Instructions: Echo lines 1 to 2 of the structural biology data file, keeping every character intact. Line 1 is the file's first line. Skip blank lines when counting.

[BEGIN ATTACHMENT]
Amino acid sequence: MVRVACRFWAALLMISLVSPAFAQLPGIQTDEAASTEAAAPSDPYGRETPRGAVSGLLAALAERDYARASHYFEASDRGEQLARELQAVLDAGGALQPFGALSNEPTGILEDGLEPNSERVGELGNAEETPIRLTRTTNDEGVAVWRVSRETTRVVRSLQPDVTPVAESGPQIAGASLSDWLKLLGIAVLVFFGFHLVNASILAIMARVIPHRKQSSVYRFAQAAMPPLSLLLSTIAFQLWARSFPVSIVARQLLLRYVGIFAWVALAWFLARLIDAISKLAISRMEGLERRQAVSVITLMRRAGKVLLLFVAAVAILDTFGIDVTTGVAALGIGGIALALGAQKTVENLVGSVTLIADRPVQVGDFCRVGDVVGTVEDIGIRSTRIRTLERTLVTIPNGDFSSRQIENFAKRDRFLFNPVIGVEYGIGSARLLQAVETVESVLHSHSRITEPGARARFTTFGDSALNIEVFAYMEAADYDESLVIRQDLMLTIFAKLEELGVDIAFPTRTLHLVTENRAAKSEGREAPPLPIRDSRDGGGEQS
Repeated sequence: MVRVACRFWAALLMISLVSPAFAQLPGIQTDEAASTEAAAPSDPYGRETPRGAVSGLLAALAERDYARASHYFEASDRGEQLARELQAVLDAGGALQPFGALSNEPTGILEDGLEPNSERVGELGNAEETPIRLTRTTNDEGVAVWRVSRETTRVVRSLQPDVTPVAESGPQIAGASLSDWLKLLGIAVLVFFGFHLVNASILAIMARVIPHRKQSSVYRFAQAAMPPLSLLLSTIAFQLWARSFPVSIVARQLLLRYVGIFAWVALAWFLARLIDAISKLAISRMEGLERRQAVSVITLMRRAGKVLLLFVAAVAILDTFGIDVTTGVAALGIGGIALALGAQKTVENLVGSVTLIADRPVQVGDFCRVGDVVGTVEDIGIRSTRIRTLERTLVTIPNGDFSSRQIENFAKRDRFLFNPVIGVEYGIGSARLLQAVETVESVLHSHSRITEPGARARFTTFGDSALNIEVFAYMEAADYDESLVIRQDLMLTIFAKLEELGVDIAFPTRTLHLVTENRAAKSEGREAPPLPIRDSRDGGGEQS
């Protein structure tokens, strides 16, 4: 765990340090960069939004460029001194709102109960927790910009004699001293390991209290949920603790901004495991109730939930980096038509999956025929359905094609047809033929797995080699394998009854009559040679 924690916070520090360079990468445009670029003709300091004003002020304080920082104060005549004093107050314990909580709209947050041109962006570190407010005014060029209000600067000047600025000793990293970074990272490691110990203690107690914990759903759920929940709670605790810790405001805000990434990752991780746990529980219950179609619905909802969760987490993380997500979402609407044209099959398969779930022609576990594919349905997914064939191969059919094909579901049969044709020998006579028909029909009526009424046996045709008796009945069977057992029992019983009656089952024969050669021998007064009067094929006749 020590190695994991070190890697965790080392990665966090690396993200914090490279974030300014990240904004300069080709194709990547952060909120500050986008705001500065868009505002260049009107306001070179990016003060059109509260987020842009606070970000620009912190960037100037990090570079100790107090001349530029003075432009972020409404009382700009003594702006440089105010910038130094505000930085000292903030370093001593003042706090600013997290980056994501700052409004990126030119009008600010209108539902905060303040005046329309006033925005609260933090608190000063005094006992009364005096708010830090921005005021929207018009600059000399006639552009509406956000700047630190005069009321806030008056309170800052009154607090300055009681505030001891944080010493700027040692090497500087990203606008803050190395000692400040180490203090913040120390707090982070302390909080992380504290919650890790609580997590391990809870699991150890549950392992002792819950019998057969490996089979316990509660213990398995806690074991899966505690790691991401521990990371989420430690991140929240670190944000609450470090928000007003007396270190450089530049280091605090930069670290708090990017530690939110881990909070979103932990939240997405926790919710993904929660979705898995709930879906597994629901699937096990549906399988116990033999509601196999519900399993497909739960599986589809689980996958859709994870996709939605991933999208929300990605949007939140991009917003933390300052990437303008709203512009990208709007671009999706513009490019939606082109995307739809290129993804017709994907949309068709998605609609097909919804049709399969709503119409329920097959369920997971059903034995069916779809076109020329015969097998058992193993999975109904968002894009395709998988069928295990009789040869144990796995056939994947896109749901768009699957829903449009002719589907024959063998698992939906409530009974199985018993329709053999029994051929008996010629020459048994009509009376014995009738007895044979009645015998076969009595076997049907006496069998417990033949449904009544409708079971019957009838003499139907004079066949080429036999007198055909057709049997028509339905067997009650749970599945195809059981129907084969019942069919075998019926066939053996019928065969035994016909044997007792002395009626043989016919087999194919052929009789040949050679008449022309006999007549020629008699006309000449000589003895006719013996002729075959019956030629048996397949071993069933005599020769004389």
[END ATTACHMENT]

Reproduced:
Amino acid sequence: MVRVACRFWAALLMISLVSPAFAQLPGIQTDEAASTEAAAPSDPYGRETPRGAVSGLLAALAERDYARASHYFEASDRGEQLARELQAVLDAGGALQPFGALSNEPTGILEDGLEPNSERVGELGNAEETPIRLTRTTNDEGVAVWRVSRETTRVVRSLQPDVTPVAESGPQIAGASLSDWLKLLGIAVLVFFGFHLVNASILAIMARVIPHRKQSSVYRFAQAAMPPLSLLLSTIAFQLWARSFPVSIVARQLLLRYVGIFAWVALAWFLARLIDAISKLAISRMEGLERRQAVSVITLMRRAGKVLLLFVAAVAILDTFGIDVTTGVAALGIGGIALALGAQKTVENLVGSVTLIADRPVQVGDFCRVGDVVGTVEDIGIRSTRIRTLERTLVTIPNGDFSSRQIENFAKRDRFLFNPVIGVEYGIGSARLLQAVETVESVLHSHSRITEPGARARFTTFGDSALNIEVFAYMEAADYDESLVIRQDLMLTIFAKLEELGVDIAFPTRTLHLVTENRAAKSEGREAPPLPIRDSRDGGGEQS
Repeated sequence: MVRVACRFWAALLMISLVSPAFAQLPGIQTDEAASTEAAAPSDPYGRETPRGAVSGLLAALAERDYARASHYFEASDRGEQLARELQAVLDAGGALQPFGALSNEPTGILEDGLEPNSERVGELGNAEETPIRLTRTTNDEGVAVWRVSRETTRVVRSLQPDVTPVAESGPQIAGASLSDWLKLLGIAVLVFFGFHLVNASILAIMARVIPHRKQSSVYRFAQAAMPPLSLLLSTIAFQLWARSFPVSIVARQLLLRYVGIFAWVALAWFLARLIDAISKLAISRMEGLERRQAVSVITLMRRAGKVLLLFVAAVAILDTFGIDVTTGVAALGIGGIALALGAQKTVENLVGSVTLIADRPVQVGDFCRVGDVVGTVEDIGIRSTRIRTLERTLVTIPNGDFSSRQIENFAKRDRFLFNPVIGVEYGIGSARLLQAVETVESVLHSHSRITEPGARARFTTFGDSALNIEVFAYMEAADYDESLVIRQDLMLTIFAKLEELGVDIAFPTRTLHLVTENRAAKSEGREAPPLPIRDSRDGGGEQS